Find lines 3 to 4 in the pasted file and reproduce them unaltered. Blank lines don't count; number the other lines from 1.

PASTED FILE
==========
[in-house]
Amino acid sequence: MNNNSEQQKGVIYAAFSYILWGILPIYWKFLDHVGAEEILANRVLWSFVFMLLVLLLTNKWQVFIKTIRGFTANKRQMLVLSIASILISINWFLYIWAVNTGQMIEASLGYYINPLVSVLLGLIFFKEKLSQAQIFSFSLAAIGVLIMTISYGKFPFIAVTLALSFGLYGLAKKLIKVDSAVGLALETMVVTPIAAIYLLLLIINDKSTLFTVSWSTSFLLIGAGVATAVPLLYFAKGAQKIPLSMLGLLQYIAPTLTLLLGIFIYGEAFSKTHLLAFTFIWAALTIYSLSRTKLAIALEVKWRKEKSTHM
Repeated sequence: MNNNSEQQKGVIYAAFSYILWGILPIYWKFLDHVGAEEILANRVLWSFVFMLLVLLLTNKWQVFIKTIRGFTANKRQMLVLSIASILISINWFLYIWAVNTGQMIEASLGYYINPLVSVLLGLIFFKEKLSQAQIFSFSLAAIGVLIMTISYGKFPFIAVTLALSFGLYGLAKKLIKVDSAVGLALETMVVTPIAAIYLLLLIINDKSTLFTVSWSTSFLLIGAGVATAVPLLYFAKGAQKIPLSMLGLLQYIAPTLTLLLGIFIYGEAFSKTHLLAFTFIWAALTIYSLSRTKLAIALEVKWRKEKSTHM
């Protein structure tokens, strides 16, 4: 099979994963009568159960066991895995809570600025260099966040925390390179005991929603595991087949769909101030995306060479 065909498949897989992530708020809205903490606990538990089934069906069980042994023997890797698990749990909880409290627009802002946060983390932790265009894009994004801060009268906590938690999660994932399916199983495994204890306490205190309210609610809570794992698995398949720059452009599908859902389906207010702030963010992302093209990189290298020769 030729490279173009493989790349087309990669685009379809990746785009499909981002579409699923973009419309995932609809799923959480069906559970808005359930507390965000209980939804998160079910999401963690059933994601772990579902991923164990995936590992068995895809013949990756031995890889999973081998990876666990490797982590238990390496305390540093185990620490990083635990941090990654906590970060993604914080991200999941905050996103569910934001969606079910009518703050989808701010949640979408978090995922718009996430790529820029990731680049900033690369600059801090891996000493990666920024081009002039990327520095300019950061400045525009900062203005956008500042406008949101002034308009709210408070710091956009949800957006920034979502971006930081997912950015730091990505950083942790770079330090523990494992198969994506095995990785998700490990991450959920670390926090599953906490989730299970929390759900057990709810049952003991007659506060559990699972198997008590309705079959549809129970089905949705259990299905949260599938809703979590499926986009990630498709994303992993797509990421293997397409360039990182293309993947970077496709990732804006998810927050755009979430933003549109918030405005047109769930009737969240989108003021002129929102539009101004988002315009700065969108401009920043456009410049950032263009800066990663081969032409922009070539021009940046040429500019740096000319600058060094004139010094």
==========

Repeated sequence: MNNNSEQQKGVIYAAFSYILWGILPIYWKFLDHVGAEEILANRVLWSFVFMLLVLLLTNKWQVFIKTIRGFTANKRQMLVLSIASILISINWFLYIWAVNTGQMIEASLGYYINPLVSVLLGLIFFKEKLSQAQIFSFSLAAIGVLIMTISYGKFPFIAVTLALSFGLYGLAKKLIKVDSAVGLALETMVVTPIAAIYLLLLIINDKSTLFTVSWSTSFLLIGAGVATAVPLLYFAKGAQKIPLSMLGLLQYIAPTLTLLLGIFIYGEAFSKTHLLAFTFIWAALTIYSLSRTKLAIALEVKWRKEKSTHM
């Protein structure tokens, strides 16, 4: 099979994963009568159960066991895995809570600025260099966040925390390179005991929603595991087949769909101030995306060479 065909498949897989992530708020809205903490606990538990089934069906069980042994023997890797698990749990909880409290627009802002946060983390932790265009894009994004801060009268906590938690999660994932399916199983495994204890306490205190309210609610809570794992698995398949720059452009599908859902389906207010702030963010992302093209990189290298020769 030729490279173009493989790349087309990669685009379809990746785009499909981002579409699923973009419309995932609809799923959480069906559970808005359930507390965000209980939804998160079910999401963690059933994601772990579902991923164990995936590992068995895809013949990756031995890889999973081998990876666990490797982590238990390496305390540093185990620490990083635990941090990654906590970060993604914080991200999941905050996103569910934001969606079910009518703050989808701010949640979408978090995922718009996430790529820029990731680049900033690369600059801090891996000493990666920024081009002039990327520095300019950061400045525009900062203005956008500042406008949101002034308009709210408070710091956009949800957006920034979502971006930081997912950015730091990505950083942790770079330090523990494992198969994506095995990785998700490990991450959920670390926090599953906490989730299970929390759900057990709810049952003991007659506060559990699972198997008590309705079959549809129970089905949705259990299905949260599938809703979590499926986009990630498709994303992993797509990421293997397409360039990182293309993947970077496709990732804006998810927050755009979430933003549109918030405005047109769930009737969240989108003021002129929102539009101004988002315009700065969108401009920043456009410049950032263009800066990663081969032409922009070539021009940046040429500019740096000319600058060094004139010094």